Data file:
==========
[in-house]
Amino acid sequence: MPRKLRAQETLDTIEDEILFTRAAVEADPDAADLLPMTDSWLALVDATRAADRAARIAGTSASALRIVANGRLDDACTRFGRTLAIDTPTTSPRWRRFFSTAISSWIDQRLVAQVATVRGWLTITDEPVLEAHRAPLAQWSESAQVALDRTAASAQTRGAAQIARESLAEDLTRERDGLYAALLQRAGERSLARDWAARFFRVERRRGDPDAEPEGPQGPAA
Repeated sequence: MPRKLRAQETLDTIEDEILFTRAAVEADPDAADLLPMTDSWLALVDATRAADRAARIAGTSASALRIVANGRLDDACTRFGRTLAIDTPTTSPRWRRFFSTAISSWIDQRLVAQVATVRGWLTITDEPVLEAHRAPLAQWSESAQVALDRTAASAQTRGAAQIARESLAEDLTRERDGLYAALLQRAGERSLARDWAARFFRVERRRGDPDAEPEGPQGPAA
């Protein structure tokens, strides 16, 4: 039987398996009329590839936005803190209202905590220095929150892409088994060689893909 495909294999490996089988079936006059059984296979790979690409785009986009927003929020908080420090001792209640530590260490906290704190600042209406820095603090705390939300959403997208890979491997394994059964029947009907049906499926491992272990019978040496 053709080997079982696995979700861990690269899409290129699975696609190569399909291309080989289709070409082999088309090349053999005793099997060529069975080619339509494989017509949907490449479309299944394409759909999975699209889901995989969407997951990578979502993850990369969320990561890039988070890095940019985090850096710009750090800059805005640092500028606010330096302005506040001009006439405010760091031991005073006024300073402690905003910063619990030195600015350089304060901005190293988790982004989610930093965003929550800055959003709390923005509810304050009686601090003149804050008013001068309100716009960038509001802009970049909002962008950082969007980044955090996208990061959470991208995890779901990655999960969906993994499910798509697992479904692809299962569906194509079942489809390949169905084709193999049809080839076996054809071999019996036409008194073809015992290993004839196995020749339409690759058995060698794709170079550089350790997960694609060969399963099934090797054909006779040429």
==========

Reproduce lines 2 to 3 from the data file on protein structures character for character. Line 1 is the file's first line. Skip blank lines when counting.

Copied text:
Amino acid sequence: MPRKLRAQETLDTIEDEILFTRAAVEADPDAADLLPMTDSWLALVDATRAADRAARIAGTSASALRIVANGRLDDACTRFGRTLAIDTPTTSPRWRRFFSTAISSWIDQRLVAQVATVRGWLTITDEPVLEAHRAPLAQWSESAQVALDRTAASAQTRGAAQIARESLAEDLTRERDGLYAALLQRAGERSLARDWAARFFRVERRRGDPDAEPEGPQGPAA
Repeated sequence: MPRKLRAQETLDTIEDEILFTRAAVEADPDAADLLPMTDSWLALVDATRAADRAARIAGTSASALRIVANGRLDDACTRFGRTLAIDTPTTSPRWRRFFSTAISSWIDQRLVAQVATVRGWLTITDEPVLEAHRAPLAQWSESAQVALDRTAASAQTRGAAQIARESLAEDLTRERDGLYAALLQRAGERSLARDWAARFFRVERRRGDPDAEPEGPQGPAA